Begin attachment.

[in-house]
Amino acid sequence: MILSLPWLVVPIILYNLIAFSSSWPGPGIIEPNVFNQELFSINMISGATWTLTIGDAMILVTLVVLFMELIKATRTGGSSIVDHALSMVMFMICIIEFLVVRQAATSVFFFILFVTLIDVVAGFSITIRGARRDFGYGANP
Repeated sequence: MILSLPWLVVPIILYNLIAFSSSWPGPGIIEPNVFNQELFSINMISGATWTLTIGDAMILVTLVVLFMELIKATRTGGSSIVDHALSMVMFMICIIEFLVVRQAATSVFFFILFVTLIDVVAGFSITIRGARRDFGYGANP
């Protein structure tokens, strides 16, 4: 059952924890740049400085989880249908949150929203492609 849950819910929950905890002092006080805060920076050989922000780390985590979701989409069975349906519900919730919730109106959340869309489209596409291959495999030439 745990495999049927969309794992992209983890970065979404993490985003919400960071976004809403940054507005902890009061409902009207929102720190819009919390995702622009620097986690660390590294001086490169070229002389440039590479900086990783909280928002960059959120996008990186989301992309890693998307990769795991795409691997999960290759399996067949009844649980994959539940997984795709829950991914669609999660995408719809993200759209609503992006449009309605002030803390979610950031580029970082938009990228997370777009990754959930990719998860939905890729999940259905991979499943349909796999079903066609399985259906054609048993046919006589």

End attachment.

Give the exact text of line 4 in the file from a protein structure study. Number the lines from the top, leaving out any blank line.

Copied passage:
């Protein structure tokens, strides 16, 4: 059952924890740049400085989880249908949150929203492609 849950819910929950905890002092006080805060920076050989922000780390985590979701989409069975349906519900919730919730109106959340869309489209596409291959495999030439 745990495999049927969309794992992209983890970065979404993490985003919400960071976004809403940054507005902890009061409902009207929102720190819009919390995702622009620097986690660390590294001086490169070229002389440039590479900086990783909280928002960059959120996008990186989301992309890693998307990769795991795409691997999960290759399996067949009844649980994959539940997984795709829950991914669609999660995408719809993200759209609503992006449009309605002030803390979610950031580029970082938009990228997370777009990754959930990719998860939905890729999940259905991979499943349909796999079903066609399985259906054609048993046919006589």